While there was never any doubt that the Beatles could pull off a great rock ‘n’ roll song, Lennon’s “Yer Blues” was more controversial.  Amongst music press speculation over whether white men could sing the blues, Lennon came up with this half parody, half sincere take on the genre.  Fantastic, heavy guitar howls alongside Lennon’s convincing but deliberately over-tortured performance as Lennon continually tells us “I’m lonely, Wanna die”.  “Yer Blues”, like “Back in the USSR” before it, imitates a musical style brilliantly and zooms in on all its little quirks without mocking it.  Lennon’s affection for the blues is obvious in his passionate performance and the troubled man was certainly not unfamiliar with the suicidal thoughts his lyrics dwell on.  Lennon merely plays up his emotional agony to match the recognised style of the blues.  The result is magnificent.  One of the heaviest tracks on the album, “Yer Blues” perfectly combines black humour with genuine emotional rawness and fantastically cutting, basic music.  Could white men sing the blues?  They could certainly have a good go at it. 

McCartney offers some relief in his brilliant, solo acoustic “Mother Nature’s Son”.  A blissed-out ode to the beauty of nature, “Mother Nature’s Son” finds McCartney again harnessing simplicity to wonderful effect.  Though not as sparsely affecting as “Blackbird”, “Mother Nature’s Son” is still beautiful in its imagery and sound.  Subtle trumpets accompany McCartney’s upbeat, mellow tune and it is easy to imagine the song having been recorded beneath a tree by a lake on a hot summer’s day.  Of the several McCartney solo efforts on The Beatles, only “Blackbird” tops this gorgeous track. 

Maintaining the balance of styles, we are then hit with one of the album’s most underrated tracks, Lennon’s rock ’n’ roll gem “Everybody’s Got Something to Hide Except Me and My Monkey”.  Lennon plays with lyrical meaning a lot onThe Beatles.  When he sings “Half of what I say is meaningless” at the beginning of “Julia”, he is presumably referring to stuff like this.  The lyrics in “…Me and My Monkey” are as obtuse as the title would suggest but they are secondary to the blistering music.  The fact that this track is meant simply to be enjoyed is highlighted by Lennon’s celebratory cries of “Come on it’s such a joy, Come on let’s take it easy” and it is nigh on impossible not to be caught up in the feel good atmosphere which is the polar opposite of the magnified misery of “Yer Blues”. 

Following the scorching, meaningless “…Me and My Monkey”, Lennon offers us another underrated gem in the shape of “Sexy Sadie”.  This time the song has a bitter hidden meaning, as the eponymous female was originally none other than the Maharishi (“Maharishi, you broke the rules”) and in its original form it referred explicitly to the alleged attempted rape of Mia Farrow at the hands of the Beatles then adopted spiritual leader.  This obviously caused the band to lose some face but the threat of legal action prevented Lennon from being allowed to even the score with his denunciation of the Maharishi and he instead changed the lyrics, hiding the man’s identity behind a female pseudonym.  Knowing the real target of the song makes the lyrics far more meaningful.  “Sexy Sadie, what have you done?  You made a fool of everyone”, “Sexy Sadie, you’ll get yours yet, how ever big you think you are”.  This is indeed a bitter, angry song and it is a shame Lennon had to conceal his intentions, although the true recipient of Lennon’s message is more well known these days.  Those lyrics aside, the song itself is brilliant with Lennon in fine voice and a wonderful chorus.  This is a tight composition, with piano and guitars working wonderfully together to produce a full, sumptuous sound, the perfect ally to Lennon’s head-shaking disapproval as he scolds the Maharishi as if he were a naughty child.  I always loved “Sexy Sadie” but knowing the true meaning of the song makes it even more appealing as Lennon satisfyingly turns the tables of humiliation on the Maharishi, exorcising the whole farcical incident in one perfectly realised composition.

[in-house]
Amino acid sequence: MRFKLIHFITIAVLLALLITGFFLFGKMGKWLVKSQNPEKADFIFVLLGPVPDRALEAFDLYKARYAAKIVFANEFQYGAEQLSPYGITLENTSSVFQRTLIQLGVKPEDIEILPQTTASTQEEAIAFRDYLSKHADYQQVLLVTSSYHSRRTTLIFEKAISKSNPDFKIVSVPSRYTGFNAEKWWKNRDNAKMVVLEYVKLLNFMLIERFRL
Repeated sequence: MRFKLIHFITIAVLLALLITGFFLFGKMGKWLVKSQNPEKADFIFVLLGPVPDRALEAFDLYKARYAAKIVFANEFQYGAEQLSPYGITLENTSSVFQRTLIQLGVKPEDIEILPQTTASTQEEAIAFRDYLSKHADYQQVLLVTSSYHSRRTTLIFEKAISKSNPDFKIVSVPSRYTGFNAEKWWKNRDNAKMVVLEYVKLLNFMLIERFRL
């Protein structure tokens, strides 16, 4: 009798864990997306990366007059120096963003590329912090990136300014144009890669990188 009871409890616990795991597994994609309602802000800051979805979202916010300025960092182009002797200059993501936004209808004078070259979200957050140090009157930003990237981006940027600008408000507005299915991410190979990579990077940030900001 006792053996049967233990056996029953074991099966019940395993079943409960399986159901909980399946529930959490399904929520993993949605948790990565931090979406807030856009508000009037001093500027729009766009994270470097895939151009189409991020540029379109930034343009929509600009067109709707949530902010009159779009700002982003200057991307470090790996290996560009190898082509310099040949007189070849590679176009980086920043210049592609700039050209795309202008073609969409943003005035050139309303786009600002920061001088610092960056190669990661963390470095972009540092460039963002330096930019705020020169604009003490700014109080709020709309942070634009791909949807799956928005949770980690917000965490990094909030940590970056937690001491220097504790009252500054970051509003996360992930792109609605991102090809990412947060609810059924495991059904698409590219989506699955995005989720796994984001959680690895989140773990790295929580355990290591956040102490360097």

The totally wild abandon of “Helter Skelter” finds the Beatles at their heaviest, freaking out on what was initially a 27 minute meltdown.  Knowing it needed to be cut, the band finally got the song down to under five minutes although the final cry of “I’ve got blisters on my fingers” (attributed by different sources to both Lennon and Starr) indicates how lengthy the original take was.  Dismissed by many as a messy mistake, “Helter Skelter” is McCartney’s attempt to write a song heavier than the ones they heard the Who were about to bring out.  While it is not the sound of the band at their best, “Helter Skelter” is nevertheless an engagingly frenzied attempt to work in another genre and its juxtaposition on the album with the tight “Sexy Sadie” works well in keeping things diverse.  The one complaint I have about the otherwise entertainingly intense “Helter Skelter” is the ridiculous fades in and out at the songs end.  The track would have benefited from ending after its initial fade out at the 3 and a half minute mark.